Image copyright © by Marcus Trahan



What an odd little movie. We had been warned that sitting close has actually caused cases of vertigo, due to it being filmed entirely with hand-held cameras. It’s a point-of-view movie, but it’s not The Lady in the Lake. I didn’t figure that, being at the drive-in, this would be a problem, and it wasn’t. The problem was that it was too dark for outdoor viewing. Half the time—more than half the time—I had only a vague to non-existent idea of what was going on. And here’s the odd thing … it didn’t matter! The whole idea of the movie was to show Godzilla not from the point of view of the people who were actually fighting it (Raymond Burr, or the president, or the generals in the Pentagon), but from the poor schlubs who were just trying to get the fuck out of Dodge. They had no idea what was going on except some big critter was eating cars, buildings, soldiers, and their friends.
Dodge City is, of course, New York, and more specifically Southern Manhattan. It ties skillfully (some said cynically) into all our nightmares of 9/11, with the Woolworth Building collapsing. We are set up with 15 or 20 minutes of stuff that looks just like what a New York yuppie might actually film at a going-away party for a friend of his. Characters are introduced and we have to infer a lot, which is okay, these guys aren’t going to be around long enough to get too attached to. Affairs are happening, people are getting pissed off at each other, the guy with the camera is trying to make time with a girl who’s having none of it. Then, bam! Earthquake … or something very much like it. Up to the roof, where chaos reigns. Something huge is eating the city!
(What a rush this would have been in a media-less world, where we all hadn’t already been clued in via the expert use of viral videos as to what was really going on. Just about at the point where I’d have been ready to fling my Coke and popcorn at these assholes on the screen, we discover this movie isn’t about relationships at all, it’s about how quickly your life can go from routine to … fuck, I’m about to die! One second, and everything changes!)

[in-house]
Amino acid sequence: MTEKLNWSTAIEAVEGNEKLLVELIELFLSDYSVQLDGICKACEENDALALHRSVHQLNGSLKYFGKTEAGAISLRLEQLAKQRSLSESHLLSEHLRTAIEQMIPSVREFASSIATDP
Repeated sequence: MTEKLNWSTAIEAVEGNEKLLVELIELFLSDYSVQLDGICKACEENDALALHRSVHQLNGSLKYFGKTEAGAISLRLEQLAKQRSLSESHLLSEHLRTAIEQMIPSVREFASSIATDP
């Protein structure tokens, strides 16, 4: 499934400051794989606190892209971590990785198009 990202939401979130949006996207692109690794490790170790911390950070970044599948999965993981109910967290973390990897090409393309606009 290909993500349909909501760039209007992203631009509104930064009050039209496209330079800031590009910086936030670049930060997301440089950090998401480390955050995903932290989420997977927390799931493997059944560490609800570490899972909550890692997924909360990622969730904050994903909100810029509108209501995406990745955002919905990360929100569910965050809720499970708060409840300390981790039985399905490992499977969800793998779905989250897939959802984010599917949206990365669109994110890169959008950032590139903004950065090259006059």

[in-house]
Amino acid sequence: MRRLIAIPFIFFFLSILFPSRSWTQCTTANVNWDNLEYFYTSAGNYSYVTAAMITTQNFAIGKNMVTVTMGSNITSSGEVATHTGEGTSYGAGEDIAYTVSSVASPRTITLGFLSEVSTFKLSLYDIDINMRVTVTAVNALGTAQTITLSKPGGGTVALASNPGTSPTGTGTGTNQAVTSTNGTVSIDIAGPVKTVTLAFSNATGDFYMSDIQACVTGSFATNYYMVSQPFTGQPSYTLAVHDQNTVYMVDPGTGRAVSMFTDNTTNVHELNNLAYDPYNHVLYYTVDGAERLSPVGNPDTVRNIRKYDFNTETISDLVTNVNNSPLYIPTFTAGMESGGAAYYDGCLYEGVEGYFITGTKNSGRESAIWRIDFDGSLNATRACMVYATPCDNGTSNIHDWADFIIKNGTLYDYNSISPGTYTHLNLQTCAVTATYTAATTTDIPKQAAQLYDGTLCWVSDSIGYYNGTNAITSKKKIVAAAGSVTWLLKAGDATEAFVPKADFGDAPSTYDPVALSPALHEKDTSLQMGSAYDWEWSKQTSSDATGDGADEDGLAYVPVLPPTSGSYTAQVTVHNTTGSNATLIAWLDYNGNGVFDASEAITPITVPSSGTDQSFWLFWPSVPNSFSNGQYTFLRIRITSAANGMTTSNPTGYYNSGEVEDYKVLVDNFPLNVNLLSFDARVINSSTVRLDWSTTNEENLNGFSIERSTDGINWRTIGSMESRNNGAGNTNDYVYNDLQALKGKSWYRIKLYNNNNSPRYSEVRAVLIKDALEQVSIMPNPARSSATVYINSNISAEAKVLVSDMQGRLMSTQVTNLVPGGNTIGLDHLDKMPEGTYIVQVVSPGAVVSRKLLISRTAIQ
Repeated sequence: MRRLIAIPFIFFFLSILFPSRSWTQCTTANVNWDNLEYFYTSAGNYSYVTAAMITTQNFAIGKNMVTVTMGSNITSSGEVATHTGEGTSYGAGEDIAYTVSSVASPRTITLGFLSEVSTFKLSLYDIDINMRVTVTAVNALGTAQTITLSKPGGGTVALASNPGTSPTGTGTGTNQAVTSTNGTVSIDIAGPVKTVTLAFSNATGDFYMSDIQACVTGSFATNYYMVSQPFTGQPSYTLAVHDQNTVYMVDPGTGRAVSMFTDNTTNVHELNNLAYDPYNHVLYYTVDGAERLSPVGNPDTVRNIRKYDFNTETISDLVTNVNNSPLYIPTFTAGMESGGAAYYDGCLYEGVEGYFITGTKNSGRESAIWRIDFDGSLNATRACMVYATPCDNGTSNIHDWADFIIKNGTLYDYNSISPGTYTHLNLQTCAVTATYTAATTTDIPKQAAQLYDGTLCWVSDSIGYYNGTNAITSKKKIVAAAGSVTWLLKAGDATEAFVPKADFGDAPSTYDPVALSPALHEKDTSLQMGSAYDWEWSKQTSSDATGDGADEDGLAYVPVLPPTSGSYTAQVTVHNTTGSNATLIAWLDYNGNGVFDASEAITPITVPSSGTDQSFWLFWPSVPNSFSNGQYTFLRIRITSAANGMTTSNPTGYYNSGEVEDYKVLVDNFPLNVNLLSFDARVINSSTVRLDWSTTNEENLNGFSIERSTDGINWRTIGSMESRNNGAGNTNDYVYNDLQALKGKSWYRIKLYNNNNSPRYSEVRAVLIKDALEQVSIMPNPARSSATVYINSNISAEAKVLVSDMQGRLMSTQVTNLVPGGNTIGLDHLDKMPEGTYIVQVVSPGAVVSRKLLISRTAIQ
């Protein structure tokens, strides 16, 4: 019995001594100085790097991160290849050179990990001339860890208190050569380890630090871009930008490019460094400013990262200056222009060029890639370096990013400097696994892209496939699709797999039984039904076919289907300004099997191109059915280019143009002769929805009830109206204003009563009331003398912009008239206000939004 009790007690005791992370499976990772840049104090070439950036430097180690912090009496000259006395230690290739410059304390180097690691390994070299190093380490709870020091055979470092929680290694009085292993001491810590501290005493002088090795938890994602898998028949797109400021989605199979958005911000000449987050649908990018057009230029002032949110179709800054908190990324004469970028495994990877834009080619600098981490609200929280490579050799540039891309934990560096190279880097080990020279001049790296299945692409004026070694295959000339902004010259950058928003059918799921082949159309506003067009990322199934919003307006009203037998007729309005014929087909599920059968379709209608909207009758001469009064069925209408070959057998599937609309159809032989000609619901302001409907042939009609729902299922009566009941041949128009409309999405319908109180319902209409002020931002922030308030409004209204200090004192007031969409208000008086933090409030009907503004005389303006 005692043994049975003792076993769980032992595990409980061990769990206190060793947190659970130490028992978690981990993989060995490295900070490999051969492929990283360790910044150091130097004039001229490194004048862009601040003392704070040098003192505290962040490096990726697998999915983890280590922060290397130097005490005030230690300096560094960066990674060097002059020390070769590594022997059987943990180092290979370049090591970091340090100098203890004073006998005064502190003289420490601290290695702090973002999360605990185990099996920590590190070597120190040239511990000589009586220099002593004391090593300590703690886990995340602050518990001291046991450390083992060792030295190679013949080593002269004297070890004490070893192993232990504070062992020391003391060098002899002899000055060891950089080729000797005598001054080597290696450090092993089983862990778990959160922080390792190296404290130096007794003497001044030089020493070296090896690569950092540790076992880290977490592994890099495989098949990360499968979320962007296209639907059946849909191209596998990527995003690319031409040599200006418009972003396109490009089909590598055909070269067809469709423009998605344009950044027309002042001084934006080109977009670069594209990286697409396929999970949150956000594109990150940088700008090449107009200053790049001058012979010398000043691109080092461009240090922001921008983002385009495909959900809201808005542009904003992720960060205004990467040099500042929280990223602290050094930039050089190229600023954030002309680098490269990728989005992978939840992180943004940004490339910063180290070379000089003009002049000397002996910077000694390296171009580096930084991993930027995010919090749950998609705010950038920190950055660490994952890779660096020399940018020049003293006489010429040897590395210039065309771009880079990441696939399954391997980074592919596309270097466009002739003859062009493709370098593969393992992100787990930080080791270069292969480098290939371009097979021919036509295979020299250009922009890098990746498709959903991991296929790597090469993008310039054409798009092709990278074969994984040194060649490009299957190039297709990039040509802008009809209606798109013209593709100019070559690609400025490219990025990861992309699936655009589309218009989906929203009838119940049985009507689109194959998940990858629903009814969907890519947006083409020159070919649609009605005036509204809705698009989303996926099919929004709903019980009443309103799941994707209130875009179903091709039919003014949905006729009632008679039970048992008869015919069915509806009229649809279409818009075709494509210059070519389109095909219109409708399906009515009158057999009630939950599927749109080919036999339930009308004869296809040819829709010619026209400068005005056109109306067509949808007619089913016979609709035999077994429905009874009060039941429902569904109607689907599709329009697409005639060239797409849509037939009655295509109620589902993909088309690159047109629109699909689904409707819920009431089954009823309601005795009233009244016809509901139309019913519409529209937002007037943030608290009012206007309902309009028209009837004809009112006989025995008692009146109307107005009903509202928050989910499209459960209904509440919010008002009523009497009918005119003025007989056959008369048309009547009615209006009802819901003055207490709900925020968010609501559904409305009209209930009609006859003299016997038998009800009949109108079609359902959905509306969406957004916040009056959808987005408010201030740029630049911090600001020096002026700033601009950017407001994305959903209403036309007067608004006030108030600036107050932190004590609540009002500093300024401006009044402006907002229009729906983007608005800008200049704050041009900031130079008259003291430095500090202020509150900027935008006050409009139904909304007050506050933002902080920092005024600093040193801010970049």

I’m really going to have to see this again, on DVD. Thanks to Wikipedia, I now know some of what I missed, and I’d like to look for these things when I can freeze-fame and get a longer look. For instance, there is apparently a big back story that they may use for the sequel (and at over 100 million worldwide, there will be a sequel). And the crablike critters our heroes have to fight are parasites on the big mother. We get only one good, long look at the creature, at the very end, and that’s fine with me, on the invariable principle (promulgated by me) that what you don’t see is far scarier than what you do see. And it seems that in the last shot, on a Ferris wheel at Coney Island (don’t ask why that’s in here with all the disaster; it actually makes sense) something falls into the ocean in the background, and at the very end of the credits there is a tiny clue to what may come next.
Cultural aside: The entire premise of this movie, the hand-held camera, just makes me stop to wonder. When I was young not many people had movie cameras, and they were only good for about 5-10 minutes per reel of film, and fairly expensive. Most of what people shot was crap. Now everybody has either a video camera or a video cell phone or both. Most of what they shoot is still crap, but my, do they shoot! It’s entirely plausible that, if the head of the Statue of Liberty came tumbling down their street, followed by Godzilla, many of this generation would stand there with their cell phones in the air, watching the whole thing on the tiny screen. And that, even when pursued by rabid crabs the size of German shepherds, they would hang on to their vidcams and continue to shoot as their girlfriend bled from the nose, ears, eyes, and mouth, and exploded from an alien virus. I have no idea if this is a good thing or a bad thing. Do you?